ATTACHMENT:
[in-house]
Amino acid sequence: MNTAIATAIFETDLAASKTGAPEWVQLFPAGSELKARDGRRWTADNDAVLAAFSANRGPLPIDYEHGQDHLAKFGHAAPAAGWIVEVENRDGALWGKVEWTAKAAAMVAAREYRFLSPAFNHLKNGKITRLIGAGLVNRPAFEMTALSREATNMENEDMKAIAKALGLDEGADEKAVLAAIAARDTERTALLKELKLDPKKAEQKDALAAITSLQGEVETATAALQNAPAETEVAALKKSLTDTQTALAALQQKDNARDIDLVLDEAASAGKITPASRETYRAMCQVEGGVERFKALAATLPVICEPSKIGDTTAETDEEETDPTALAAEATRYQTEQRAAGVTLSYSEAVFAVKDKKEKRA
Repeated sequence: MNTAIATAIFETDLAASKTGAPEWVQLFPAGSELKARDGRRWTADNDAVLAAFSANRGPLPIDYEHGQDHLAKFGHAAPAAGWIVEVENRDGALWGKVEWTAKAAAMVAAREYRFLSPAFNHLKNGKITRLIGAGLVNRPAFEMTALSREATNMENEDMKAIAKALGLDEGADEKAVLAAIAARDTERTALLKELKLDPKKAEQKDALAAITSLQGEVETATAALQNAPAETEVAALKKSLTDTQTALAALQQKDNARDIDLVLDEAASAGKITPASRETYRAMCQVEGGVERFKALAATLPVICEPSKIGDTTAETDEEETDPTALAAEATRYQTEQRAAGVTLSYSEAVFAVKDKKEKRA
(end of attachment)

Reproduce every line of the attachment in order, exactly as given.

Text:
[in-house]
Amino acid sequence: MNTAIATAIFETDLAASKTGAPEWVQLFPAGSELKARDGRRWTADNDAVLAAFSANRGPLPIDYEHGQDHLAKFGHAAPAAGWIVEVENRDGALWGKVEWTAKAAAMVAAREYRFLSPAFNHLKNGKITRLIGAGLVNRPAFEMTALSREATNMENEDMKAIAKALGLDEGADEKAVLAAIAARDTERTALLKELKLDPKKAEQKDALAAITSLQGEVETATAALQNAPAETEVAALKKSLTDTQTALAALQQKDNARDIDLVLDEAASAGKITPASRETYRAMCQVEGGVERFKALAATLPVICEPSKIGDTTAETDEEETDPTALAAEATRYQTEQRAAGVTLSYSEAVFAVKDKKEKRA
Repeated sequence: MNTAIATAIFETDLAASKTGAPEWVQLFPAGSELKARDGRRWTADNDAVLAAFSANRGPLPIDYEHGQDHLAKFGHAAPAAGWIVEVENRDGALWGKVEWTAKAAAMVAAREYRFLSPAFNHLKNGKITRLIGAGLVNRPAFEMTALSREATNMENEDMKAIAKALGLDEGADEKAVLAAIAARDTERTALLKELKLDPKKAEQKDALAAITSLQGEVETATAALQNAPAETEVAALKKSLTDTQTALAALQQKDNARDIDLVLDEAASAGKITPASRETYRAMCQVEGGVERFKALAATLPVICEPSKIGDTTAETDEEETDPTALAAEATRYQTEQRAAGVTLSYSEAVFAVKDKKEKRA